Three Seeded Bread With Poolish Recipe

The three seeded bread was the first recipe that I designed! Based on French baking techniques it uses a seed soaker and a poolish pre-ferment. The seed soaker and poolish will need to be left overnight to develop so allow around 18 hours from start to finish. In warmer climates, it will be quicker to rise.

I remember how I designed this three seeded bread recipe. Just after opening my bakery, there were calls for seeded bread from customers and staff. I had no recipe to adapt and nothing close. I copied and pasted a blank bakers formula, added the ingredients I wanted and came up with a recipe.

And after the first trial bake, it was perfect. Since that day it was the most popular bread in the bakery, and the recipe has never changed.

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Try eating this seeded bread toasted with a poached egg. The combination of nutty seeds plus the aroma of a small amount of rye is potentially life-changing!

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What you need to make Three seeded bread

To make this amazing three seed bread you’ll need the following equipment:

Using a thermometer will help you with controlling proofing times. For accurate dough temperature readings try this thermometer from Gdealer

What if I don’t have a baking stone?

A baking stone conducts heat into the loaf. Using one increases the height of the oven spring and helps to give an even bake on the base of the loaf. If you don’t have a baking stone, preheat the thickest baking sheet that you have.

Can I use a dutch oven to make this recipe?

Yes, if you would rather use a dutch oven to make this seeded bread recipe you won’t need to add steam to the oven. Simply preheat the dutch oven and drop the dough inside when it comes to baking. If you are looking to get a dutch oven, I recommend getting this one from Challenger.

three seeded bread with poolish


For the seed soaker:

  • 55 grams of Sesame seeds
  • 55 grams of Black poppy seeds
  • 55 grams of Sunflower seeds
  • 110 grams of Water
  • 6.6g grams of Salt

For the poolish:

  • 138 grams of White bread flour
  • 138 grams of Water
  • 0.3 grams of Fresh Yeast (0.15 active dried)

For the dough:

  • 467 grams of White bread flour 
  • 83 grams of Light rye flour
  • 275 grams of Water
  • 1.1 grams of Fresh yeast (0.5 active dried)
  • 5 grams of Salt
  • Extra seeds to cover the loaves
Use French T55 or T65 flour if you can get it for this bread. It generates the perfect crust colouration.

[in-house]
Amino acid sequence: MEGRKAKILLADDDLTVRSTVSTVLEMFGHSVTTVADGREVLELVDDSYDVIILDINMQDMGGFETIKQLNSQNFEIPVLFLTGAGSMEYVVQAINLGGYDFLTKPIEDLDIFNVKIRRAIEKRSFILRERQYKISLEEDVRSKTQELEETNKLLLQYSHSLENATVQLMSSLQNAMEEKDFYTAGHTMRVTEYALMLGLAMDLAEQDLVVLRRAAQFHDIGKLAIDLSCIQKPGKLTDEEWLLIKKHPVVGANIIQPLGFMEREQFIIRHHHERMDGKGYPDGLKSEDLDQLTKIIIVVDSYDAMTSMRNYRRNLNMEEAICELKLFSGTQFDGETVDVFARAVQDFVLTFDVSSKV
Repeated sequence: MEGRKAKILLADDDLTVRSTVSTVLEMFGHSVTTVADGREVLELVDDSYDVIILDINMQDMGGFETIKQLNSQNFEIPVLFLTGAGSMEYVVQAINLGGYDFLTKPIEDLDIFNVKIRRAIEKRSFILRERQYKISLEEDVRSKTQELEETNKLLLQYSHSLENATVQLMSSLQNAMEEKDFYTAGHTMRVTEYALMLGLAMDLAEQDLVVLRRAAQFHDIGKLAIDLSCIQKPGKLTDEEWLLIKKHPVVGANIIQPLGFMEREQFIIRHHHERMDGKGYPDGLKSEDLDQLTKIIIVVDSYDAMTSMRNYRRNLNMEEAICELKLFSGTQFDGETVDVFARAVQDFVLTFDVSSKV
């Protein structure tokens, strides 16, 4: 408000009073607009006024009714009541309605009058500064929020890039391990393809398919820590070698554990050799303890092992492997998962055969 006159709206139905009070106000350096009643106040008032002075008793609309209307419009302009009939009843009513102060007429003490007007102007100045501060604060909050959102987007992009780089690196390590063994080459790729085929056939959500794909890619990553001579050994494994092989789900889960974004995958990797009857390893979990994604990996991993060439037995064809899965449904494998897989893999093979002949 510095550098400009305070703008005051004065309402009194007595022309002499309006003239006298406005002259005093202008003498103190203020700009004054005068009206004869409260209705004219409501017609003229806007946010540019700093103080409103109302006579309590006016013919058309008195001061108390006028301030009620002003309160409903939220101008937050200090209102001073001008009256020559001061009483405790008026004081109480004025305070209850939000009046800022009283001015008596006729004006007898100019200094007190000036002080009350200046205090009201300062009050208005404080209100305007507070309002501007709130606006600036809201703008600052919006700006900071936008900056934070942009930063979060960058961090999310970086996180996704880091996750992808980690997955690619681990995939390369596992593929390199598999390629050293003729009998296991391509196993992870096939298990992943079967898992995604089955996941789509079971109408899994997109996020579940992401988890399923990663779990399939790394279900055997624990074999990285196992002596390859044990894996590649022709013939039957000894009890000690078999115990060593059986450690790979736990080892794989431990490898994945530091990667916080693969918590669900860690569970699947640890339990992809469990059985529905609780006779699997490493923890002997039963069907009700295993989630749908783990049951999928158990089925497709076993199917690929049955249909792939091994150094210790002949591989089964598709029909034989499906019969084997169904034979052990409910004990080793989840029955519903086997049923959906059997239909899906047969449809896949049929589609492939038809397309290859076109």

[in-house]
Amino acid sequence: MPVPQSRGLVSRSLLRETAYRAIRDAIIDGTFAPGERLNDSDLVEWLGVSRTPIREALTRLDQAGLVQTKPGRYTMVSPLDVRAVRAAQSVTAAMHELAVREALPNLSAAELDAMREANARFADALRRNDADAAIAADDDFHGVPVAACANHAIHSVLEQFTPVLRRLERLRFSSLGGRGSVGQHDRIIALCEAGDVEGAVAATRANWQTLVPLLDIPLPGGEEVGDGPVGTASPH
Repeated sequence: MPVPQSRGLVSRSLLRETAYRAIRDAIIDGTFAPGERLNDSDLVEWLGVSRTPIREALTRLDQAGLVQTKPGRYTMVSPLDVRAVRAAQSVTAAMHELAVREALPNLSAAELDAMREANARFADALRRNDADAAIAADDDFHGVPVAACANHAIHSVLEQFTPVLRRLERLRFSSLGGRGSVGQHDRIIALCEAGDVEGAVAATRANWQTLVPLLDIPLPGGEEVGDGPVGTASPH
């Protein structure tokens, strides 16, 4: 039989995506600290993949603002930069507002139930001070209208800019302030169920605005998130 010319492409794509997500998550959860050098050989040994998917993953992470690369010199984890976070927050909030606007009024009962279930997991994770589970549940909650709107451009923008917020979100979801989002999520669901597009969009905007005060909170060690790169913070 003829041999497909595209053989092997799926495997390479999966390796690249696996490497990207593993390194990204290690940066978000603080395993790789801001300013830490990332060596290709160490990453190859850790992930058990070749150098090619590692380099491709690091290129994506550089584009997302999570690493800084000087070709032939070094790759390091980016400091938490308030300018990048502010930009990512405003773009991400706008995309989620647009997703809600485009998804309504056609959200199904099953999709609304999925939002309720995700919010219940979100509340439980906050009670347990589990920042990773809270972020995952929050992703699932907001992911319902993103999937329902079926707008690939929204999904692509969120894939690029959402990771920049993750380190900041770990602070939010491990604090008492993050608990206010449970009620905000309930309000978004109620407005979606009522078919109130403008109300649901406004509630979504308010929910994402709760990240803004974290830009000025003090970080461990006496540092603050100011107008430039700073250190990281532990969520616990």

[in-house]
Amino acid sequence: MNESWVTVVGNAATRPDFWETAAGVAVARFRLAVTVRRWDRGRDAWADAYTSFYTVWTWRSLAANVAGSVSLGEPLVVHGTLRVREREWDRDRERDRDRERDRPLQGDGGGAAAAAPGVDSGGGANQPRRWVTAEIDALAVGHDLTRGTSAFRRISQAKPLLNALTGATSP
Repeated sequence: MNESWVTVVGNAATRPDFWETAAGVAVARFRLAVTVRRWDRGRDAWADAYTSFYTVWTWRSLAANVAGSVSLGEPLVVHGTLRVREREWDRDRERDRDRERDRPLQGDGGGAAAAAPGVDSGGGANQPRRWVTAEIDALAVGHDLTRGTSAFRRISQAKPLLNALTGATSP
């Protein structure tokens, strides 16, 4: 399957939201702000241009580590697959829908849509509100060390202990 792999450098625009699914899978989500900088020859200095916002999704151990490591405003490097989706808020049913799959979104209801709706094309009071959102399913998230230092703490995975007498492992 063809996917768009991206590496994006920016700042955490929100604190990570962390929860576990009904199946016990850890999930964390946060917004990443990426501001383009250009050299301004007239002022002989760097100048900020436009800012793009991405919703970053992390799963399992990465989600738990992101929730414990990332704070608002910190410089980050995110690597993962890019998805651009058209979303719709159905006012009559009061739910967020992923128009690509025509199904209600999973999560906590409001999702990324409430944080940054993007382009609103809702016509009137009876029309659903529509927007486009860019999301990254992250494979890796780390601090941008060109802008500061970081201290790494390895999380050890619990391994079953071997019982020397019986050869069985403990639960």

How to use active or instant yeast to make this bread

If using instant yeast, divide the amount of fresh yeast used by 3 and follow the same method as fresh yeast. Active dried yeast needs to be activated before use. In this case, warm the water for the poolish to 35C (95F) – no higher. Add the yeast to the bowl, whisk and leave for 10 minutes to bloom. Combine the flour for the poolish with the yeasty water and place in the fridge for 10 minutes to cool. Return to the worktop and allow to ferment as above.

When ready to start the dough, warm 10 grams of water to 35C (95F), add the yeast with half a teaspoon of sugar, whisk and leave to stand for ten minutes before adding to the dough. Remove 10 grams of water from the recipe.

Changing the size of the recipe

This recipe makes 2 medium sized loaves. If you want to change the size of the recipe, use the bakers formula.

How to make a three seeded bread

1) Start the poolish and the seed soaker

Create the poolish and the seed soaker the day before. For the poolish, add the yeast to the water and whisk. If using dried yeast follow the instructions below. Next add the flour and combine with a dough scraper. Prepare the seed soaker by adding the seeds, salt and water and lightly stirring.

Cover both, and leave untouched at room temperature for 12-18 hours. 

2) Prepare the ingredients

The poolish’s surface will be significantly covered in small gas bubbles when it is ready. It will also rise around 50%. Weigh the ingredients and if using dried yeast, follow the instructions below.

3) Combine into a dough

Add all the ingredients alongside the poolish and the seed soaker to a large mixing bowl or dough mixer fitted with a dough hook attachment.

By hand:

Using a plastic dough scrapper incorporate the ingredients together using a fluid half turn method. Once it forms a masss, it’s ready to be removed from the bowl and kneaded on the table.

In a dough mixer:

Add all the ingredients including the poolish and the seed soaker to the dough mixer. Mix for 8 slow minutes on a slow speed and then increase the speed and knead for another 6 minutes. Once mixed, placed the dough in a mixing bowl and move to step 6.

4) Slowly knead

Set a timer for eight minutes and stretch the dough slowly, but firmly using the heel of your hand. Knead until the timer sounds then place the dough back in the bowl, cover and put in the fridge for 15 minutes.

5) Knead faster

After the rest, remove from the bowl, back onto the table and start a timer for ten minutes. Fast knead the dough using the stretch, slap and fold method until the timer sounds. Return the dough into the bowl.

6) First rise (bulk ferment)

Take a temperature check, if it’s above 26C (78F) we’re going to put it in the fridge for the next stage, if it’s not this warm, leave it on the kitchen table. Either way, cover and leave to rest for one hour.

7) Stretch and fold

After the hour, degas or stretch & fold all four sides and return to the bowl.